“Downplaying it, being overly dismissive or spreading misinformation is only going to hurt us and further advantage the spread of the disease, but neither should we panic or fall back on xenophobia,” Biden said. “Labeling Covid-19 a foreign virus does not displace accountability for the misjudgments that have been taken thus far by the Trump administration.”
The fact that Trump subsequently made a point of calling the new coronavirus “the Chinese virus,” inciting hatred of Asians and Asian Americans even in his own White House, makes his claim to have been falsely accused of xenophobia all the more absurd.
Moments later in the video, as Haberman said, “He was accused of making a racist move,” an image of Nancy Pelosi appeared, over a citation to The Hill from January 31. However, as the report in The Hill makes clear, Pelosi had, in fact, been referring to another travel ban issued by Trump that day — “adding Myanmar, Eritrea, Kyrgyzstan, Nigeria, Tanzania and Sudan to the travel ban that the President instituted three years ago” — when she denounced him for imposing “such biased and bigoted restrictions.”
The news conference on Monday, which brought the president’s time in the briefing room in the past month to more than 40 hours, was yet another example of Trump hijacking for his own ends what was previously a news conference dedicated to conveying vital information about a public health emergency. The president, however, seems to regard the free time on television each day as primarily an opportunity for self-promotion.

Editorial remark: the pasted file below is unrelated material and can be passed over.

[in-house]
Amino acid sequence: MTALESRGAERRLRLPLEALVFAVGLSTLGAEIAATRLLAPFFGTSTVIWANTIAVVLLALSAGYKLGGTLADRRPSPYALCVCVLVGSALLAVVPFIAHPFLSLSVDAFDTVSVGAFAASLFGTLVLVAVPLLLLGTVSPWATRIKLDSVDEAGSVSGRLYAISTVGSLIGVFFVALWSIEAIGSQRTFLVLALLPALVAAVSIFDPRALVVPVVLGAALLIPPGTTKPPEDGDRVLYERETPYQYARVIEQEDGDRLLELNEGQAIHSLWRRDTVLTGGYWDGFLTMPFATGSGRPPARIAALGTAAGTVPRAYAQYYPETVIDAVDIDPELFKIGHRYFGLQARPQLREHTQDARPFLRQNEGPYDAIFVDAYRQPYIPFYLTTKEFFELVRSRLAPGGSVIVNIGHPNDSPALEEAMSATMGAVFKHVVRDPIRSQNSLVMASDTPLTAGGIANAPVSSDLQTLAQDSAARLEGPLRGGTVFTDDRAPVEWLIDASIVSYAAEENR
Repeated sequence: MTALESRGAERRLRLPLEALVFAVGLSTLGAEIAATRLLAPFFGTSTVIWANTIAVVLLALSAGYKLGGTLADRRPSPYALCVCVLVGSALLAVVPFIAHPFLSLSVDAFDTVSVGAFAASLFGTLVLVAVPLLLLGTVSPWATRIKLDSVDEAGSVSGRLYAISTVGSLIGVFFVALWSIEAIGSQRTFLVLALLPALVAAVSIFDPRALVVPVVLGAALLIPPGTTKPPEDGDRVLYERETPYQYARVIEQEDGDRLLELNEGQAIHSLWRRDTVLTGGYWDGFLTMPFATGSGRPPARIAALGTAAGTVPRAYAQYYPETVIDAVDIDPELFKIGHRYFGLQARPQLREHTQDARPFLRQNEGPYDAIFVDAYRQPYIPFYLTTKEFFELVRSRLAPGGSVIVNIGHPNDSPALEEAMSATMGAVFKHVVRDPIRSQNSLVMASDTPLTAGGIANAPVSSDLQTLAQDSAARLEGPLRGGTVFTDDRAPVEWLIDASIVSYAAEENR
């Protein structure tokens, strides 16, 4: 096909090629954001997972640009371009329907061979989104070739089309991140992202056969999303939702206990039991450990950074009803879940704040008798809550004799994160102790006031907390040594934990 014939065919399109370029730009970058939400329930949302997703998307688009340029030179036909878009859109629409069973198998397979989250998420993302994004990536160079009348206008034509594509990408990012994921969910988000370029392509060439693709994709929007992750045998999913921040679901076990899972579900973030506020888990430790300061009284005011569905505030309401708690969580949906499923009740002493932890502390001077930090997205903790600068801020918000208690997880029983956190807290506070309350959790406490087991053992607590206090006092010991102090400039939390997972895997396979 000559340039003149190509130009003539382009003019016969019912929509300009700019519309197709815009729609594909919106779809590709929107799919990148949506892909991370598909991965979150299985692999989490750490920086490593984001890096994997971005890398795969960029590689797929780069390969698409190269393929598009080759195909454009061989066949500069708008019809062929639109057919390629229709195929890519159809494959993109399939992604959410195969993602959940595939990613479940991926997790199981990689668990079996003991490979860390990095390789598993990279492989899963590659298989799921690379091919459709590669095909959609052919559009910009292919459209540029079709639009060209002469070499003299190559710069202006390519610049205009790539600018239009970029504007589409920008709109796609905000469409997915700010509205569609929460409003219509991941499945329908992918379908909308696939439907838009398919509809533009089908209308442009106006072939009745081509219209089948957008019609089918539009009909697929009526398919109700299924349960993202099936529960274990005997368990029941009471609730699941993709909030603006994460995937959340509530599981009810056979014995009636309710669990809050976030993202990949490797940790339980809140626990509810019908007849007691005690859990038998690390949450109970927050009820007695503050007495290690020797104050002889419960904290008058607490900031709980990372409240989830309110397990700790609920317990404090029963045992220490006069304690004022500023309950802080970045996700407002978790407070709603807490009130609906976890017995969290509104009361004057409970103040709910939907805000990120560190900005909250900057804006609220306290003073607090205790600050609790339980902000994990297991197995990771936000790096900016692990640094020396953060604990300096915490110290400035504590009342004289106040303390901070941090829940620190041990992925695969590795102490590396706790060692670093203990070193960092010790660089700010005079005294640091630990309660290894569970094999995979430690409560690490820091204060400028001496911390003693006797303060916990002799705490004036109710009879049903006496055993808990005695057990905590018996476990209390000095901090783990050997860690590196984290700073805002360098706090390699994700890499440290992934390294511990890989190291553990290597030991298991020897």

That was made clear at one stage when Trump told reporters that, after watching the video, “Most importantly, we’re going to get back on to the reason we’re here: which is, the success we’re having.”
Updated: Wednesday, April 15, 4:18 p.m. EDT
This article was updated to add a reference to a report from “CBS This Morning” on Jan. 28 in which Dr. Anthony Fauci told the network’s chief medical correspondent that it was important for the United States to prepare at that time for the coronavirus to be a serious problem, “because if you don’t, and the worst happens, you’re behind the 8-ball.”